The Johnny Cash concert recorded by Owsley Stanley in 60s San Francisco

Article Contributed by Shore Fire Media | Published on Wednesday, June 23, 2021

On September 24, the Owsley Stanley Foundation and Renew Records/BMG will release Bear’s Sonic Journals: Johnny Cash, At The Carousel Ballroom, April 24 1968, an historic and never-heard live concert recorded in San Francisco by innovative sound wizard Owsley Stanley. Captured in the heart of Haight-Ashbury, just days before the release of Cash’s iconic At Folsom Prison album (and over six months before the arrival of the equally revered At San Quentin), At The Carousel Ballroom serves as a third essential - and wholly unique - live document from the era, a moment of cultural collision, with Cash leaning into songs about society’s outcasts, while playing a venue operated by The Jefferson Airplane and Grateful Dead.

The live album, which will be released on CD/2LP, features new essays by Johnny and June Carter Cash’s son John Carter Cash, Owsley Stanley’s son Starfinder Stanley, The Grateful Dead’s Bob Weir, and Widespread Panic’s Dave Schools, as well as new art by Susan Archie, and a reproduction of the original Carousel Ballroom concert poster by Steve Catron. The release will also be widely available in all digital formats by Legacy Recordings, the catalog division of Sony Music Entertainment.

Listen to “I’m Going to Memphis” from the Carousel Ballroom live recording now and pre-order the album here:

Read interviews with key players behind the release at Rolling Stone:

At The Carousel Ballroom captures Cash at the height of his charismatic powers, in playful and powerful dialogue with his then-new bride June Carter, and backed by his legendary band The Tennessee Three: guitarist Luther Perkins, bassist Marshall Grant and drummer W.S. Holland. His set list that evening diverged from other concerts of the time, as Cash chose to cover two Bob Dylan compositions (“Don’t Think Twice It’s Alright,” and his earliest known recording of “One Too Many Mornings”) and perform songs of the overlooked and underserved such as “The Ballad of Ira Hayes.”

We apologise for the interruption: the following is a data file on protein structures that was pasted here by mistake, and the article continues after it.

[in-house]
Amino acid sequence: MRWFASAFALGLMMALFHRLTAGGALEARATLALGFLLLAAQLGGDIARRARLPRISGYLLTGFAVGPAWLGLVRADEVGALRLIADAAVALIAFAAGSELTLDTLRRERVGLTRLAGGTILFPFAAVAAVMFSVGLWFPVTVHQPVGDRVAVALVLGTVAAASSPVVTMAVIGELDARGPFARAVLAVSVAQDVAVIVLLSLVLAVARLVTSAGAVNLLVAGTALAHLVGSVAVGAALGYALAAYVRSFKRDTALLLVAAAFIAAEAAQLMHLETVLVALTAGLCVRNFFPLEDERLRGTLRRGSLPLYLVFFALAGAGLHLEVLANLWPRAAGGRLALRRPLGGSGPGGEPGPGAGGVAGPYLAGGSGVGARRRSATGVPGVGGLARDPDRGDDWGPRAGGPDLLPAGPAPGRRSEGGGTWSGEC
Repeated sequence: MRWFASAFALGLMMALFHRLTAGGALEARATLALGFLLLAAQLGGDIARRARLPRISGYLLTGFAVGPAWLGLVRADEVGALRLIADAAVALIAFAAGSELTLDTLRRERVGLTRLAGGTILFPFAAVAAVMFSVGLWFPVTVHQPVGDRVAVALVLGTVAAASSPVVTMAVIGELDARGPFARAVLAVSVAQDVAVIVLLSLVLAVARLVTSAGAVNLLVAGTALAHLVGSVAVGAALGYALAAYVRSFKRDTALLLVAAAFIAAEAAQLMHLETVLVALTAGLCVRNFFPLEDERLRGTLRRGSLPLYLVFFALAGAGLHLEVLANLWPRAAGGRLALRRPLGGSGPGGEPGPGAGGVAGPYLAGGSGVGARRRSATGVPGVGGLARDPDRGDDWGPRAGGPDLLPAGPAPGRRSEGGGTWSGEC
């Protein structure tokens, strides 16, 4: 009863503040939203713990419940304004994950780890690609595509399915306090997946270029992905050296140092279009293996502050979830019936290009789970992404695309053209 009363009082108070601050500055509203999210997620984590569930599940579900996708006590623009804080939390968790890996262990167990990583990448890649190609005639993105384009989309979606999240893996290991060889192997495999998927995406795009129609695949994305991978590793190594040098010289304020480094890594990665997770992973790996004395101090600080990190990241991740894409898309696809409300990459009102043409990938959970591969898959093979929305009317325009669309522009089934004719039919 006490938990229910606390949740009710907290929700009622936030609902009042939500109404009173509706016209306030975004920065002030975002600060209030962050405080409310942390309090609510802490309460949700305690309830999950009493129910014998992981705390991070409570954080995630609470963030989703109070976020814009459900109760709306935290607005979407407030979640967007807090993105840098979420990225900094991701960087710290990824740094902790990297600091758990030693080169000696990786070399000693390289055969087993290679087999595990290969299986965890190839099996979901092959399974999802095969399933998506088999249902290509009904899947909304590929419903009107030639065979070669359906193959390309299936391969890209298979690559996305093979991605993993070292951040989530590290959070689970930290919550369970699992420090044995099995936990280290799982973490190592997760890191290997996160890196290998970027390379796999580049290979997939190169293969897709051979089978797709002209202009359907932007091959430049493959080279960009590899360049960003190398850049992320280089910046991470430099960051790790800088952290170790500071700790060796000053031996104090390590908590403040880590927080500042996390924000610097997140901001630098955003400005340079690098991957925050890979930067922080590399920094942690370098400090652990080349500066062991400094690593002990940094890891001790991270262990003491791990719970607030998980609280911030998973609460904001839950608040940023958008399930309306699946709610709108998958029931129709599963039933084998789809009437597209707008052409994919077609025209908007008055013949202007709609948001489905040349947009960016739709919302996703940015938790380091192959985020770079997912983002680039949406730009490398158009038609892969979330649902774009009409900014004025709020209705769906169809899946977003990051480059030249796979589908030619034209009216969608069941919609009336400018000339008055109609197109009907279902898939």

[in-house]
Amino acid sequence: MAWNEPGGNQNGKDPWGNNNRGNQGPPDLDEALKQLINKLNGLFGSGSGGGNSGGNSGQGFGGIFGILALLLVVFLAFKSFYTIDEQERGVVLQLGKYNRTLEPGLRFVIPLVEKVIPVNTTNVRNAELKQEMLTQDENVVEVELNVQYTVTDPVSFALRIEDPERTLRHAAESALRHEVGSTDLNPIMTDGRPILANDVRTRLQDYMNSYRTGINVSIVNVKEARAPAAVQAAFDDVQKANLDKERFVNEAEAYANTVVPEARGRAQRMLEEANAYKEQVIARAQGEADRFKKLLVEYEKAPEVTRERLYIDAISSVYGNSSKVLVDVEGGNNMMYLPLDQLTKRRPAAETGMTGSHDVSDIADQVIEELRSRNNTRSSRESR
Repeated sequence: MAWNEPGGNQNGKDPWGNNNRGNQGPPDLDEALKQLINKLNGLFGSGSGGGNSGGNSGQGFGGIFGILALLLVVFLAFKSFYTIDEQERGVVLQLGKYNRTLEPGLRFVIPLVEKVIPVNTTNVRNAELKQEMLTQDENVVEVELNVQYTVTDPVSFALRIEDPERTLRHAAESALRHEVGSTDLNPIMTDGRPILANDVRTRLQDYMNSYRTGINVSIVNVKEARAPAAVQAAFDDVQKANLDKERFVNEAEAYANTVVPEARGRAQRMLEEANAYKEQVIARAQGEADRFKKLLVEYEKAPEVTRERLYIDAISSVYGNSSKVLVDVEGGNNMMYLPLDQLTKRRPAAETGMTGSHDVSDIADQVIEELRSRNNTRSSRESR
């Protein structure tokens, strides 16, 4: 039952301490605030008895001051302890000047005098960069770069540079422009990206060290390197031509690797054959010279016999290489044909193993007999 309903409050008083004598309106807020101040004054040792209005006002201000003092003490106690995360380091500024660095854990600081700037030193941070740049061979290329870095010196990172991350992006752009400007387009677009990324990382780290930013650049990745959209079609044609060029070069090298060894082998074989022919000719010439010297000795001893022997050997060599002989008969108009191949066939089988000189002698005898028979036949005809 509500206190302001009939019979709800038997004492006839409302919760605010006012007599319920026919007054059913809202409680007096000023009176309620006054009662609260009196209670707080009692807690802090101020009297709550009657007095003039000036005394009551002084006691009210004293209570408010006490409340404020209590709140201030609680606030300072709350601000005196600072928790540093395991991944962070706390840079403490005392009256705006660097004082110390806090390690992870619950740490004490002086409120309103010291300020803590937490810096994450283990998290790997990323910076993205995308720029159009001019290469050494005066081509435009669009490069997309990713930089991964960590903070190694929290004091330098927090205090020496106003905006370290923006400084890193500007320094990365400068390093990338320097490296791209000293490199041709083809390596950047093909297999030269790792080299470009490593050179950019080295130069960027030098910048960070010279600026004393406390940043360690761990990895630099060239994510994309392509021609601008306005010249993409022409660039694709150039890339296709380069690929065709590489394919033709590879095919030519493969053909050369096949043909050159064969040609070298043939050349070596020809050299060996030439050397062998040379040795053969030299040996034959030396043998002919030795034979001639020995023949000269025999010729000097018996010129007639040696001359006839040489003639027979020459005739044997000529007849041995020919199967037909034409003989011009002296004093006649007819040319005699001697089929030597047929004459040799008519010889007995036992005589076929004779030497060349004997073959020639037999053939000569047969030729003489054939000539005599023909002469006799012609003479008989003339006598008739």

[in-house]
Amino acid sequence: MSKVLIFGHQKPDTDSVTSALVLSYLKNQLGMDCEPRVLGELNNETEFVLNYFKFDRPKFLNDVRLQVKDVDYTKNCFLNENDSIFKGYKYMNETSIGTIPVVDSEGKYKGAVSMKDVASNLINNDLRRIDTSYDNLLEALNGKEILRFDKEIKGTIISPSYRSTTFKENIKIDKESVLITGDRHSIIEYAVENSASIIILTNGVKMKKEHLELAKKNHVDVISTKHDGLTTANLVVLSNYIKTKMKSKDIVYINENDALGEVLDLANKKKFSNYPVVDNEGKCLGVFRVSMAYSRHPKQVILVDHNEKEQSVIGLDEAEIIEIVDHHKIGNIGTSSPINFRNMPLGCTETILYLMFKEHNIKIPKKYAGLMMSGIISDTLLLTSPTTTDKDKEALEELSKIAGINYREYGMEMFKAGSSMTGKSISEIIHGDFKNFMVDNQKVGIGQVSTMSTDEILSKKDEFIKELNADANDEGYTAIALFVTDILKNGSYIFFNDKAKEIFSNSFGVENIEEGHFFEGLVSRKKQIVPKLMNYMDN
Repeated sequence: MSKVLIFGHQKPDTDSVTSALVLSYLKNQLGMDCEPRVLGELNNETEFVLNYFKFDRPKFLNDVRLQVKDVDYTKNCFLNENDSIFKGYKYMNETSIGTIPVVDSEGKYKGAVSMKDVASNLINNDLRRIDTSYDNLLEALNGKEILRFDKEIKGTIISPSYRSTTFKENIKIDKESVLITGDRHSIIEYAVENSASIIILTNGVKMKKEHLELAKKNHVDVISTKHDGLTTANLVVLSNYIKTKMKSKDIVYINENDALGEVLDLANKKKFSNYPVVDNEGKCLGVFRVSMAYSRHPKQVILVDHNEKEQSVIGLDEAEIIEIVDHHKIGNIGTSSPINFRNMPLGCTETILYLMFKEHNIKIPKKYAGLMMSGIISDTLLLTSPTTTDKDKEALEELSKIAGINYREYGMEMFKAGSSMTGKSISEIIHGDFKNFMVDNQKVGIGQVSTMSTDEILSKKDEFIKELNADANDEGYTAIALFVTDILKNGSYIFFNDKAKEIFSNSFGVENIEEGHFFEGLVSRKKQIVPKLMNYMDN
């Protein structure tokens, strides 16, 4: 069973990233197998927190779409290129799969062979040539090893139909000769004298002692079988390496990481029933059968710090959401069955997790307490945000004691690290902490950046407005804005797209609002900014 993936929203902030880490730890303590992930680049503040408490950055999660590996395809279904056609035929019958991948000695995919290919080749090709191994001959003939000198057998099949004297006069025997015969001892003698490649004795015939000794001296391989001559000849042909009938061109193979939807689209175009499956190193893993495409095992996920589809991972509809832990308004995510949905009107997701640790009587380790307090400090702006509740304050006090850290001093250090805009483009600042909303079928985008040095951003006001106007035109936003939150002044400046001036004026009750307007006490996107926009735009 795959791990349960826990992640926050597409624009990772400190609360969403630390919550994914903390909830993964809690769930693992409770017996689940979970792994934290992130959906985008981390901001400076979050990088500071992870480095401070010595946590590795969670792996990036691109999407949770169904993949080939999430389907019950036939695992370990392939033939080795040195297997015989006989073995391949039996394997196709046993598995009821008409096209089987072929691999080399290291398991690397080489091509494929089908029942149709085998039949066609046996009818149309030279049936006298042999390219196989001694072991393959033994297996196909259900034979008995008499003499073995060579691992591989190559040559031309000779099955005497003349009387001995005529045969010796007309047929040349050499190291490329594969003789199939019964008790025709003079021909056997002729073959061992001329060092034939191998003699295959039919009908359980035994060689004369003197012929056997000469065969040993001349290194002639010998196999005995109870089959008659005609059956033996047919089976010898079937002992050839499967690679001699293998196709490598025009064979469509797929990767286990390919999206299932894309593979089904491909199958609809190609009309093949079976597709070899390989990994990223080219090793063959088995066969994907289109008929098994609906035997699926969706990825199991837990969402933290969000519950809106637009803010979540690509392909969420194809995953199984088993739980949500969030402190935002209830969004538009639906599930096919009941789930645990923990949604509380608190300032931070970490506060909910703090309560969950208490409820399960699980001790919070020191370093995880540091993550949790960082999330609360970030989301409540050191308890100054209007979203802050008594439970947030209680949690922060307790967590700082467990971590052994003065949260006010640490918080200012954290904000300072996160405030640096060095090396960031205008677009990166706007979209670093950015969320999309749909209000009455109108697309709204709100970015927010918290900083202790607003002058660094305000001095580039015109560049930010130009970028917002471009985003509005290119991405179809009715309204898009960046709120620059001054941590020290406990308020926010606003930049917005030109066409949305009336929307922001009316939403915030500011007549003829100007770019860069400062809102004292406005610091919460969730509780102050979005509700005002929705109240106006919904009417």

Recorded by Stanley in a verité style, the album startles with its clarity and dimension. Many of the sound reproduction techniques that Stanley pioneered while serving as the in-house engineer at the Carousel are accepted sonic gospel today. When he listened back to the Cash concert, he knew he had captured something special, immediately earmarking it for preservation. This release marks the latest entry in the Owsley Stanley Foundation’s ‘Bear’s Sonic Journals’ series, which has previously included Stanley’s live recordings of The Allman Brothers Band, Tim Buckley, Doc & Merle Watson and many more.

“When you hear this, you feel like you are on the stage with the band,” says Starfinder. John Carter Cash agrees, describing At The Carousel Ballroom as “what I believe to be one of the most intimate and connected shows I have ever heard.


1. Cocaine Blues

2. Long Black Veil

3. Orange Blossom Special (CD and Digital only)

4. Going to Memphis

5. The Ballad of Ira Hayes

6. Rock Island Line

7. Guess Things Happen That Way

8. One Too Many Mornings

9. Don’t Think Twice, It’s All Right

10. Give My Love to Rose

11. Green, Green Grass of Home

12. Old Apache Squaw

13. Lorena

14. Forty Shades of Green

15. Bad News

16. Jackson

17. Tall Lover Man

18. June's Song Introduction

19. Wildwood Flower

20. Foggy Mountain Top

21. This Land Is Your Land

22. Wabash Cannonball

23. Worried Man Blues

24. Long Legged Guitar Pickin' Man

25. Ring of Fire

26. Big River

27. Don't Take Your Guns to Town

28. I Walk the Line